After sequence alignment and screening using the BLASTn (Basic Local Alignment Search Tool), six primers (Ba-FIP, Ba-BIP, Ba-LF, Ba-LB, Ba-F3 and Ba-B3) for the BruAb2_0168 gene (GenBank accession no. AE017224.1) was designed via online website (primerexplorer.jp/lampv5e/index.html). 6-FAM was labeled on the 5′ end of the Ba-FIP primer. The primer information (i.e., sequence, length, and modification) is shown in Figure 2 and Table 1. All primers (HPLC purification grade) used in our study were synthesized and purified by Tianyi-Huiyuan Biotech Co., Ltd. (Beijing, China). More than 4 sets of LAMP primer targeting BruAb2_0168 gene were designed and synthesized, and they were used to screen the optimal primer set by observing specific-amplification, cross-reactivity, and reaction speed in the current report.
FIGURE 2. Primers specific to BruAb2_0168 gene of B. abortus used for the B. abortus-LAMP-LFIA assay. The sequence and location of the BruAb2_0168 gene was performed to design B. abortus-LAMP primers. Primer Ba-FIP contained F1c and F2; primer Ba-BIP contained B1c and B2. The direction of arrows indicated the primer from 5′ to 3′. LFIA, lateral flow immunoassay biosensor; LAMP, loop-mediated isothermal amplification.
Bacterial Strains and DNA Extraction
A total number of 16 Brucella strains, including B. abortus (reference strain 544, isolated strains, vaccine strain A19), B. melitensis (reference strain 16M, isolated strains, vaccine strains M5 and M28), B. suis (reference strain 1330S, isolated strains, vaccine strain S2), and B. canis (isolated strain), and 7 non-Brucella isolates were used in this report (Table 2). Then, DNA templates for 23 bacterial strains were prepared using the bacterial genomic DNA extraction kits, and stored at −20°C. The genomic DNA for B. abortus 544 was tested at the 260/280 wavelengths using an ultraviolet spectrophotometer, and serial dilutions (1 ng, 100 pg, 10 pg, 1 pg, 100 fg, 10 fg, and 1 fg per microliter) were prepared for primer sets screening, confirmation test, reaction temperature and time optimization, sensitivity, and specificity analysis.
Processing the Whole Blood Samples
A total of 86 whole blood samples, which were suspected from bovine brucellosis, were collected from different regions of Guizhou province, China. All blood samples were divided equally into two parts (Part I and Part II). Whole blood samples (Part I) were cultured using the BACTEC FX system (Becton-Dickinson, Sparks, MD), incubated for 6 weeks and sub-cultured weekly (Sagi et al., 2017). Briefly, the blood samples (approximately 3 ml) collected from cattle that were aseptically inoculated into a two-phase culture flask (BIOVD, Zhengzhou, Henan, China) to cultivate and isolate Brucella strains. Post-incubation at the conditions of 37°C with 5% CO2 for 3–5 days (or more 3–5 days cultivation for blind passage), the bacteria strain was streaked on blood agar plate and Brucella agar plate for pure cultivation. Suspected Brucella strains (genus level) were identified based on conventional biochemical tests, Gram staining and serum agglutination tests (Susceptible and Variant, 1990). Subsequent B. abortus strains (species level) were further identified using phage lysis tests in Brucella isolates according to a previous publication (Susceptible and Variant, 1990). The blood samples (Part II) were subjected to B. abortus-PCR and B. abortus-LAMP-LFIA assays by using the protocol of QIAamp to directly extract DNA templates from these samples (500 μl) (Li et al., 2019a).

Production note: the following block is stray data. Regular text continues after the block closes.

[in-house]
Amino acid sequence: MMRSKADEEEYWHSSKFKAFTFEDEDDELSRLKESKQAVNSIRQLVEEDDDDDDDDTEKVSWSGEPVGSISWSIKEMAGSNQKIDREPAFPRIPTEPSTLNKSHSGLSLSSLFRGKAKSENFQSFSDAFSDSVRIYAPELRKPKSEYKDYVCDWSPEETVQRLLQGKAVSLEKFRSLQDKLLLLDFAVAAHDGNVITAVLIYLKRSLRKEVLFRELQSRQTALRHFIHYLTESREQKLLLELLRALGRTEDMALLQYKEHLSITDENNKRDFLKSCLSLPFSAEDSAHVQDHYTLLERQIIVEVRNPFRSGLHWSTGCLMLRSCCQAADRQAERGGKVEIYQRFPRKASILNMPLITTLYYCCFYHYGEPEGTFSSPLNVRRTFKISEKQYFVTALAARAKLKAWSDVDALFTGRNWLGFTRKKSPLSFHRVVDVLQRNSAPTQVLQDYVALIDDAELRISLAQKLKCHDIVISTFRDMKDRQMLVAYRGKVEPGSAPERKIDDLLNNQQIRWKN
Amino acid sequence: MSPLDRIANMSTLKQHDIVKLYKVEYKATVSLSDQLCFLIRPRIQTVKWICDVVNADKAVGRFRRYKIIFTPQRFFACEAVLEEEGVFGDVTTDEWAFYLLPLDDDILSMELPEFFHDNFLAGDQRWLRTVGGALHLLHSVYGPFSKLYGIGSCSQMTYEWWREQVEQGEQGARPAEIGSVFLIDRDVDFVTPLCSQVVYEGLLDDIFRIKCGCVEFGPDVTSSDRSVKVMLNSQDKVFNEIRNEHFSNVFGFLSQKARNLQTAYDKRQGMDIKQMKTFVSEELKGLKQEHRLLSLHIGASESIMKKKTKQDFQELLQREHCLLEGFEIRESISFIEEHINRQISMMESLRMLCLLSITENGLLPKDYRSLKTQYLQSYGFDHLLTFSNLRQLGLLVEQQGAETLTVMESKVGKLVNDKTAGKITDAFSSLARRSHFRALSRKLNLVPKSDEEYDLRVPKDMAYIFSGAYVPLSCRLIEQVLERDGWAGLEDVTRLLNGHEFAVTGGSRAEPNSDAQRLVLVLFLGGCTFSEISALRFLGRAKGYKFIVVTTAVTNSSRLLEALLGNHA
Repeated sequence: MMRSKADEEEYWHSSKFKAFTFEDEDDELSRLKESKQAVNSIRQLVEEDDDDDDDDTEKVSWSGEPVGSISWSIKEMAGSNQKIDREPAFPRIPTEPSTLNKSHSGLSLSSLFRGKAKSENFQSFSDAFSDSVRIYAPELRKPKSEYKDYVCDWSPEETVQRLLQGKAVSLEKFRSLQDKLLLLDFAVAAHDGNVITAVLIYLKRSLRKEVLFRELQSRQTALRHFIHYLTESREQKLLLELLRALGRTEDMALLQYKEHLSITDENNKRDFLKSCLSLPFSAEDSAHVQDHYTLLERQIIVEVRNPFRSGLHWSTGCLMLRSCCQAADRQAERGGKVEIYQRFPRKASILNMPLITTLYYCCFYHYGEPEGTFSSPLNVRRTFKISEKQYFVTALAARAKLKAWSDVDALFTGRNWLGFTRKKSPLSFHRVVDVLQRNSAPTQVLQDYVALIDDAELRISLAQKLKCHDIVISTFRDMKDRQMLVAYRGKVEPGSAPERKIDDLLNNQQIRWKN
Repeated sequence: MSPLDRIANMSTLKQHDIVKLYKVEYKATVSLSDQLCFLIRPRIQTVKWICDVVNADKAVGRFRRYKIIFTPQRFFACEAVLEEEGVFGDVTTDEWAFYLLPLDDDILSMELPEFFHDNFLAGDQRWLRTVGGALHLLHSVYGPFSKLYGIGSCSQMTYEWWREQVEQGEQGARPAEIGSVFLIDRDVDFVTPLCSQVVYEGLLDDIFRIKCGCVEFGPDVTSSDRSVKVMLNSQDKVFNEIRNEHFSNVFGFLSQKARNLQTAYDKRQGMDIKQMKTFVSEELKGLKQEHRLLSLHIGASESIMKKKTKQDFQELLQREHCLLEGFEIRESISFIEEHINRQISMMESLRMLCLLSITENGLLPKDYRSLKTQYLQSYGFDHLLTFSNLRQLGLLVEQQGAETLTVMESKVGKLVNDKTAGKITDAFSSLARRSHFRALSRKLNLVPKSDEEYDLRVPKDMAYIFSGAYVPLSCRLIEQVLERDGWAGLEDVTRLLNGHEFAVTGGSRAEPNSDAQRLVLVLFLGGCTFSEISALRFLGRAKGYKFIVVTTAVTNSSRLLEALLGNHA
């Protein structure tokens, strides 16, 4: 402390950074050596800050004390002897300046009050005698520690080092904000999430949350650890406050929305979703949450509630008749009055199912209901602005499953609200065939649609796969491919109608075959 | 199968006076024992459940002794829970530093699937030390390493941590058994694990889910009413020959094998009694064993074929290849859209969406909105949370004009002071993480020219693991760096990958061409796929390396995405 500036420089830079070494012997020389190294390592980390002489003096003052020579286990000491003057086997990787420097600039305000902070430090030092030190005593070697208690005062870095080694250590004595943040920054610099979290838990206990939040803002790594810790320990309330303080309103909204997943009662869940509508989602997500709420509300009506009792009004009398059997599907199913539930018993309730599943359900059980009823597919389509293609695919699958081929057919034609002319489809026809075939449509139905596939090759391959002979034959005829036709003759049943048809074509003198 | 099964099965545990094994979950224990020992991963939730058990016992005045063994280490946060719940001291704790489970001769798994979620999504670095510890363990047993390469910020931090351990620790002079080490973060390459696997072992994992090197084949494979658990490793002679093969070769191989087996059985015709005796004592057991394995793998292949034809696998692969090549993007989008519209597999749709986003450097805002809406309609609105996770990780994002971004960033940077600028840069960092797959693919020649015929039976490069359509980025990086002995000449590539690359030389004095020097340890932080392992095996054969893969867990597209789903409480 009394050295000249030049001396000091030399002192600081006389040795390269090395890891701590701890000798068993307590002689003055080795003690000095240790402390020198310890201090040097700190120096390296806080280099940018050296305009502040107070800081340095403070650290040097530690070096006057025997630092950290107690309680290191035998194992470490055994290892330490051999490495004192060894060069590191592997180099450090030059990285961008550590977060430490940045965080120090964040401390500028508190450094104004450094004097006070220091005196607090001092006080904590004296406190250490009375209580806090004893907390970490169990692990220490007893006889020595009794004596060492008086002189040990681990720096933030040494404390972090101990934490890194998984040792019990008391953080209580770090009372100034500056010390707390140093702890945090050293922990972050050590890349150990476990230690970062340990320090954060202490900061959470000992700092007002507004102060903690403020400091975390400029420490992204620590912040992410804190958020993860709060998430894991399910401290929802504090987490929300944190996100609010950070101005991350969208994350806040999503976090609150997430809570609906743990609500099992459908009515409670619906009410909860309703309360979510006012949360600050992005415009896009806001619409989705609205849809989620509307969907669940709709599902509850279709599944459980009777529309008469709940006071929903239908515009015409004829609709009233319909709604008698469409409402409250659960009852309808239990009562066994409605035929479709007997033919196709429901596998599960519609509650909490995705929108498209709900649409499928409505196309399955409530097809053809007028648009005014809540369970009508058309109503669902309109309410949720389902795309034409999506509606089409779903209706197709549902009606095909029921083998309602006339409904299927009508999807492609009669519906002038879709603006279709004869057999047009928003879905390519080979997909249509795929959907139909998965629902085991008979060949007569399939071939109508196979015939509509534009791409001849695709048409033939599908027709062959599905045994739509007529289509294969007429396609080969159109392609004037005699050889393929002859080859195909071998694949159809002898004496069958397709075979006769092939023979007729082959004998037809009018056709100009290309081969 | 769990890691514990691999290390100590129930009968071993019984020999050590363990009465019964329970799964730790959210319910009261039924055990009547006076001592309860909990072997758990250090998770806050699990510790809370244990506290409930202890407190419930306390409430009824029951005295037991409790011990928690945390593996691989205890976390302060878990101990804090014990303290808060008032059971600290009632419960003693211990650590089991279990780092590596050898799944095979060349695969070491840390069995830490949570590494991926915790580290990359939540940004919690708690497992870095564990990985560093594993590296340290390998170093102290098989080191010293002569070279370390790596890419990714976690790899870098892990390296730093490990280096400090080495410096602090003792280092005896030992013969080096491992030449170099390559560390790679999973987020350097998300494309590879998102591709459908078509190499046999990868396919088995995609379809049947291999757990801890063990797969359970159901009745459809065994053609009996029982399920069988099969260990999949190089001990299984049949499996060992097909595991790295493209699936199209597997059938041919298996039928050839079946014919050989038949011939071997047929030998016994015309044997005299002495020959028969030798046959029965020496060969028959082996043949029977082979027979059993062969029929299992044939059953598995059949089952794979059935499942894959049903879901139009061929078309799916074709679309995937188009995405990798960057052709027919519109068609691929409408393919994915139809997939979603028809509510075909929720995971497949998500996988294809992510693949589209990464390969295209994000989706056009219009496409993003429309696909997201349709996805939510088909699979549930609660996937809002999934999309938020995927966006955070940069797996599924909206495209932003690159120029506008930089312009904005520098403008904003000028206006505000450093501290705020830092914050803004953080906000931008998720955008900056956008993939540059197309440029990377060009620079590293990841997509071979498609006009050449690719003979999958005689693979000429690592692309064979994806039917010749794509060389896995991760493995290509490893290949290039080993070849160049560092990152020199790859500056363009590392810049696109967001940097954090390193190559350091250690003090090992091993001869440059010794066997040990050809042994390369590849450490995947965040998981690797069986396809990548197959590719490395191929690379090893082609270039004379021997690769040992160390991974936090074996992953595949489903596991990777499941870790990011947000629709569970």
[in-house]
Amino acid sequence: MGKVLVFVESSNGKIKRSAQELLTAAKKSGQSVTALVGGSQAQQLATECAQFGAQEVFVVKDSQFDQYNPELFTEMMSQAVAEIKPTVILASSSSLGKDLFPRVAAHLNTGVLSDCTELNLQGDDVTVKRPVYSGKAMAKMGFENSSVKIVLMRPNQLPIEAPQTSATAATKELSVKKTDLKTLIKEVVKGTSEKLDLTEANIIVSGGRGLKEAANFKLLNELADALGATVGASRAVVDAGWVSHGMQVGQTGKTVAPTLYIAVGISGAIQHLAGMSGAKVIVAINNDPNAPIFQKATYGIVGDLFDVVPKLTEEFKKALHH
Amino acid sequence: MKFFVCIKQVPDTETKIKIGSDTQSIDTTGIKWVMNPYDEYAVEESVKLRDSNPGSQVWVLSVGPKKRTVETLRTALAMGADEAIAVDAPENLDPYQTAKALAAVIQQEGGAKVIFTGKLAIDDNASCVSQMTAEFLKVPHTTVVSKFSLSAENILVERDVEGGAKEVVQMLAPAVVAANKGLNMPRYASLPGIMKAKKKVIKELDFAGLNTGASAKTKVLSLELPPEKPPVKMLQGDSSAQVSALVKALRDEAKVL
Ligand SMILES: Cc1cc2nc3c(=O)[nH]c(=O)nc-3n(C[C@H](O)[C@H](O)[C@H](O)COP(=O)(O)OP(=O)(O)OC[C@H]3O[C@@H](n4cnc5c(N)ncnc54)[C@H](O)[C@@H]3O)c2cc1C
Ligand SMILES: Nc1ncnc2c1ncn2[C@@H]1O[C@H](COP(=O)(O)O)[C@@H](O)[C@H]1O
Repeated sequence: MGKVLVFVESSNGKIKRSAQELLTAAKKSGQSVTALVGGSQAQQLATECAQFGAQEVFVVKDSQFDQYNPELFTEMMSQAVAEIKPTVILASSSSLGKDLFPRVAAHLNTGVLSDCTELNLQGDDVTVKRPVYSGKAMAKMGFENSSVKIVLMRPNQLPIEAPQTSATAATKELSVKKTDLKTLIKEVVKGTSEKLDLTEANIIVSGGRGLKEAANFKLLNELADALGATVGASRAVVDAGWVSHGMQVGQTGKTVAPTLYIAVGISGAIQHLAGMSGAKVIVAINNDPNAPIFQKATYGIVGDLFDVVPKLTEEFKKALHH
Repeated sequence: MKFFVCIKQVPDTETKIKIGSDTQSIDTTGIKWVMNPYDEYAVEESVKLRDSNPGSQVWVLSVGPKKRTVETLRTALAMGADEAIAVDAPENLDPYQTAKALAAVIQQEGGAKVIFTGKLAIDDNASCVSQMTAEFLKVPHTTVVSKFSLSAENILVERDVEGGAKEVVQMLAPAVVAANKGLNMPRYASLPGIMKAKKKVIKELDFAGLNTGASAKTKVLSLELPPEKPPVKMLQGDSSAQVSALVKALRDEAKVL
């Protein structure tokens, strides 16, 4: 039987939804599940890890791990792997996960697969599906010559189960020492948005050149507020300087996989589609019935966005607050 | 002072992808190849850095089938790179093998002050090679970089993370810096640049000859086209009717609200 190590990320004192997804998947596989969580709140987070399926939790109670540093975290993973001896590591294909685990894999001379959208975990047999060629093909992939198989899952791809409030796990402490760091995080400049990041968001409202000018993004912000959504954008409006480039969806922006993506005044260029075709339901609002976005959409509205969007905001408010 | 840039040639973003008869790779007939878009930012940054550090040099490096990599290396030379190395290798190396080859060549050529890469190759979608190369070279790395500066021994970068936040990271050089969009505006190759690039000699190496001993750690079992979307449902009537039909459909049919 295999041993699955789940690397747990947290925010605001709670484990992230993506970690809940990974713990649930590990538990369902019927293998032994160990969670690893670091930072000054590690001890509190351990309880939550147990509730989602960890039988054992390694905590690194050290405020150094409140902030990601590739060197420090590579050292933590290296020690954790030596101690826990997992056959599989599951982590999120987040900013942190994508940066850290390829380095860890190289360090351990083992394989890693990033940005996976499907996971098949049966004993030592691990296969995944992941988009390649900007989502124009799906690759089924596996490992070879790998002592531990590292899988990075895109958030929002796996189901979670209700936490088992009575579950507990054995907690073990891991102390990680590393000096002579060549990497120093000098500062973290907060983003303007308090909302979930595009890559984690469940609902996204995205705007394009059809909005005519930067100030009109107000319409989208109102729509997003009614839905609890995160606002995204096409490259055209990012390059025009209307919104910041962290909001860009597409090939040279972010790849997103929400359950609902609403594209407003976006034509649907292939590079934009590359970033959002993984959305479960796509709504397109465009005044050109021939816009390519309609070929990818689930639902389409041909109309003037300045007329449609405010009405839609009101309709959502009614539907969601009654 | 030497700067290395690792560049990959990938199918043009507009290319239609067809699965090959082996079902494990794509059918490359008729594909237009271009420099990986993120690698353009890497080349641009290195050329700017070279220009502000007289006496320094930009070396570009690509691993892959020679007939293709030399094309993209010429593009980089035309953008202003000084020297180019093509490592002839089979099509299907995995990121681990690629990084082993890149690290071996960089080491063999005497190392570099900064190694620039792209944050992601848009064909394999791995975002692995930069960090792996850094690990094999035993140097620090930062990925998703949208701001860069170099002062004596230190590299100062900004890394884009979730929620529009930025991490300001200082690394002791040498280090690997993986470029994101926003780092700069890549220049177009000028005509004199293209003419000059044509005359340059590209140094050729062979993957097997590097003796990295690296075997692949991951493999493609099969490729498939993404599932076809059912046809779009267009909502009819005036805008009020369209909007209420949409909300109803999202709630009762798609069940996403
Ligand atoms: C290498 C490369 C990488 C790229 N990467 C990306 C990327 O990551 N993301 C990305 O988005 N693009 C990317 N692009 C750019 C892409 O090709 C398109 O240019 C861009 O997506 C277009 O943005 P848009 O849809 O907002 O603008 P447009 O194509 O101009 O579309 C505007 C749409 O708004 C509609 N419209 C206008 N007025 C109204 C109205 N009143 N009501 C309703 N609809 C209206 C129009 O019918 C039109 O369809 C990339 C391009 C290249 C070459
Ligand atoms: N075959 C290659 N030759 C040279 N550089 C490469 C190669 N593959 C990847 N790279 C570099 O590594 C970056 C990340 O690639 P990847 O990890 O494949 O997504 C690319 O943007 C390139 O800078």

The Standard Loop-Mediated Isothermal Amplification Reaction
The availability of optimal LAMP primer for BruAb2_0168 gene was confirmed using the standard LAMP reaction with the follow-up test (Li et al., 2019a). The reaction system (25 μl) of LAMP assay containing the following: 12.5 μl 2 × reaction buffer, 1 μl 2.0 Bst DNA polymerase, 1.6 μM each of FIP* and BIP, 0.8 μM each of LF and LB, 0.4 μM each of F3 and B3, 1 μl of biotin-14-dCTP, 1 μl MG indicator, DNA templates (1 μl of pure culture and 4 μl of samples), and double distilled water (ddH2O) were added to 25 μl. The reaction tubes were incubated at 63°C for 60 min and then it was terminated at 85°C for 5 min. Finally, the LAMP amplicons were verified using nanoparticle-based biosensor, MG reagents, and real-time turbidimeter LA-500 (Eiken Chemical Co., Ltd. Japan).